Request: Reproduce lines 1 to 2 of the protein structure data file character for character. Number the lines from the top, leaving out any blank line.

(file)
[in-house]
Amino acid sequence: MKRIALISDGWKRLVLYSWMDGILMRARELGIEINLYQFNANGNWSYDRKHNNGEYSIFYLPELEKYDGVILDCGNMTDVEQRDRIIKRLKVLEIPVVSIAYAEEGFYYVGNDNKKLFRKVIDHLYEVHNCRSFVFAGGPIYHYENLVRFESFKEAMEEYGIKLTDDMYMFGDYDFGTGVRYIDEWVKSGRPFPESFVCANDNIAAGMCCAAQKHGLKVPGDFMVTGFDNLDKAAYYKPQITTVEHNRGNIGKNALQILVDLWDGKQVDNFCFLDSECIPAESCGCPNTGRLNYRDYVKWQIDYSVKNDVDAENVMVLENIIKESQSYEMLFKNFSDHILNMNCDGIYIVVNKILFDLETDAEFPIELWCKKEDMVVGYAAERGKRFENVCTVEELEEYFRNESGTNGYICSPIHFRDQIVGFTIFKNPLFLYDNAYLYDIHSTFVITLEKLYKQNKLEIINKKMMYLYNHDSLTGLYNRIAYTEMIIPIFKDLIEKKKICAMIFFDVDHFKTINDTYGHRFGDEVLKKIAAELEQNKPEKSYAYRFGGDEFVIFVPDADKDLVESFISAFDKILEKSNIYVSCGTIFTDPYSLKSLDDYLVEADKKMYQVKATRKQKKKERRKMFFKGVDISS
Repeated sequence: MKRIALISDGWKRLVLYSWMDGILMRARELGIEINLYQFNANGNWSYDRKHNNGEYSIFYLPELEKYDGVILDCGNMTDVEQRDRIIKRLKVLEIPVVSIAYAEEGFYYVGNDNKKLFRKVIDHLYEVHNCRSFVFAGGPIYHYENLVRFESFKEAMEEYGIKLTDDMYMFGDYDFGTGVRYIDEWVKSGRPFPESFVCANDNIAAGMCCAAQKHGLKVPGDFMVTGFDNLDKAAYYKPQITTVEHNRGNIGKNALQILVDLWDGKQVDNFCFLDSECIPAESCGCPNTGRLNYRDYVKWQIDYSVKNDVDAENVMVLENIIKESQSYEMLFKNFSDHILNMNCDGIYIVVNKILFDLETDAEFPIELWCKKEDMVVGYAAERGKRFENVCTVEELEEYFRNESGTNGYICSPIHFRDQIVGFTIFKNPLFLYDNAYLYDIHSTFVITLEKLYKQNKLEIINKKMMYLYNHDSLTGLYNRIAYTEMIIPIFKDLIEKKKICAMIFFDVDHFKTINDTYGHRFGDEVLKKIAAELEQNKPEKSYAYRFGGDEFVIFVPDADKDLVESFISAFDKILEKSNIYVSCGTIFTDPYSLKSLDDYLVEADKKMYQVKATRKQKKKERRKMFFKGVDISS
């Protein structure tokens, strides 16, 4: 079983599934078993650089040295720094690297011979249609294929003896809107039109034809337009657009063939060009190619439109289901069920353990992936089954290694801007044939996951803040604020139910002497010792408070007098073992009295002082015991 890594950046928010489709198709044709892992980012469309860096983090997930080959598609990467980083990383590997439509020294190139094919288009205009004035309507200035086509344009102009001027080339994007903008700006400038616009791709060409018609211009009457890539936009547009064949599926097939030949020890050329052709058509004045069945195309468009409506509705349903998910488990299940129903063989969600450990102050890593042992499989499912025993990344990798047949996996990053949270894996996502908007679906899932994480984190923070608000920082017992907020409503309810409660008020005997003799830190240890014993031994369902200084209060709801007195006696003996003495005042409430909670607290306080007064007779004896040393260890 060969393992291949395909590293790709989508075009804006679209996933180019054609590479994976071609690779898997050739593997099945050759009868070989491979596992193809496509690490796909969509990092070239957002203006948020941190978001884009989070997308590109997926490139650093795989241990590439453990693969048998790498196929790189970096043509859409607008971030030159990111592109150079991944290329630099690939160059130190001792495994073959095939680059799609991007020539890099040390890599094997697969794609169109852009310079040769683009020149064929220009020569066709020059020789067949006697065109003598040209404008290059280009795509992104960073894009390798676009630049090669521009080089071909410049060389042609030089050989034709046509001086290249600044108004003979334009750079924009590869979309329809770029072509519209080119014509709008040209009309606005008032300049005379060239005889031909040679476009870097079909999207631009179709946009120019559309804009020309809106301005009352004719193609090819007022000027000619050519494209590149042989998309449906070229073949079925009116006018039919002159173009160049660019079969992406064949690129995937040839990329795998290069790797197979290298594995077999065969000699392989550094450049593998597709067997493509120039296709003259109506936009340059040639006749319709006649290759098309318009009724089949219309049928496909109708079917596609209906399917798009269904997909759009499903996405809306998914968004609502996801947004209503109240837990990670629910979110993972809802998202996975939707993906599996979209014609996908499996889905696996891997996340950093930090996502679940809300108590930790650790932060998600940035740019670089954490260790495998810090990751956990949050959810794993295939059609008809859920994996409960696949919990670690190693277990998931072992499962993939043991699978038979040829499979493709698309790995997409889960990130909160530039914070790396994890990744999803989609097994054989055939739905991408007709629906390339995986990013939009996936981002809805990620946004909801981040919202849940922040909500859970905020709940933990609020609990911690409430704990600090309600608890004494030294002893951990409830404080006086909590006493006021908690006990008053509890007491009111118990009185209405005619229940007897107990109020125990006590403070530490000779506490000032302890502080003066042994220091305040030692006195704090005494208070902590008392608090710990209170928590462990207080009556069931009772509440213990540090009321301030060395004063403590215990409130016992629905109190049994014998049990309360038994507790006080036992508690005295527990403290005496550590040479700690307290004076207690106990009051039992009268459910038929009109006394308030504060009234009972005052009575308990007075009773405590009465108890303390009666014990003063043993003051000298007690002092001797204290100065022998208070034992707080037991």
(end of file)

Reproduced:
[in-house]
Amino acid sequence: MKRIALISDGWKRLVLYSWMDGILMRARELGIEINLYQFNANGNWSYDRKHNNGEYSIFYLPELEKYDGVILDCGNMTDVEQRDRIIKRLKVLEIPVVSIAYAEEGFYYVGNDNKKLFRKVIDHLYEVHNCRSFVFAGGPIYHYENLVRFESFKEAMEEYGIKLTDDMYMFGDYDFGTGVRYIDEWVKSGRPFPESFVCANDNIAAGMCCAAQKHGLKVPGDFMVTGFDNLDKAAYYKPQITTVEHNRGNIGKNALQILVDLWDGKQVDNFCFLDSECIPAESCGCPNTGRLNYRDYVKWQIDYSVKNDVDAENVMVLENIIKESQSYEMLFKNFSDHILNMNCDGIYIVVNKILFDLETDAEFPIELWCKKEDMVVGYAAERGKRFENVCTVEELEEYFRNESGTNGYICSPIHFRDQIVGFTIFKNPLFLYDNAYLYDIHSTFVITLEKLYKQNKLEIINKKMMYLYNHDSLTGLYNRIAYTEMIIPIFKDLIEKKKICAMIFFDVDHFKTINDTYGHRFGDEVLKKIAAELEQNKPEKSYAYRFGGDEFVIFVPDADKDLVESFISAFDKILEKSNIYVSCGTIFTDPYSLKSLDDYLVEADKKMYQVKATRKQKKKERRKMFFKGVDISS